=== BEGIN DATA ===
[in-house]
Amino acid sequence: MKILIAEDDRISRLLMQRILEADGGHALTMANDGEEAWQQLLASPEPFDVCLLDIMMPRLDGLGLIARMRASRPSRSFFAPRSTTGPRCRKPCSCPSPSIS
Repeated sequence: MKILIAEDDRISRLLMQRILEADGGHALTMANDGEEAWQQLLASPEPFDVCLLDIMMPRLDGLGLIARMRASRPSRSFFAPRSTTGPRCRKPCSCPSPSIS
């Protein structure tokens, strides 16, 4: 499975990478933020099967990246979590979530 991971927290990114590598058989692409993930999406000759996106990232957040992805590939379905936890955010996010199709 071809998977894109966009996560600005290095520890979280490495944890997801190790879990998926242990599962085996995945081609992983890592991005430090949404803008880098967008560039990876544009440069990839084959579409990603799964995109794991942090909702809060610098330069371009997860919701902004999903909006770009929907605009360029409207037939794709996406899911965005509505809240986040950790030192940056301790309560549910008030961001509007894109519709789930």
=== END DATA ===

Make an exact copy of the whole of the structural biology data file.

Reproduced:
[in-house]
Amino acid sequence: MKILIAEDDRISRLLMQRILEADGGHALTMANDGEEAWQQLLASPEPFDVCLLDIMMPRLDGLGLIARMRASRPSRSFFAPRSTTGPRCRKPCSCPSPSIS
Repeated sequence: MKILIAEDDRISRLLMQRILEADGGHALTMANDGEEAWQQLLASPEPFDVCLLDIMMPRLDGLGLIARMRASRPSRSFFAPRSTTGPRCRKPCSCPSPSIS
């Protein structure tokens, strides 16, 4: 499975990478933020099967990246979590979530 991971927290990114590598058989692409993930999406000759996106990232957040992805590939379905936890955010996010199709 071809998977894109966009996560600005290095520890979280490495944890997801190790879990998926242990599962085996995945081609992983890592991005430090949404803008880098967008560039990876544009440069990839084959579409990603799964995109794991942090909702809060610098330069371009997860919701902004999903909006770009929907605009360029409207037939794709996406899911965005509505809240986040950790030192940056301790309560549910008030961001509007894109519709789930």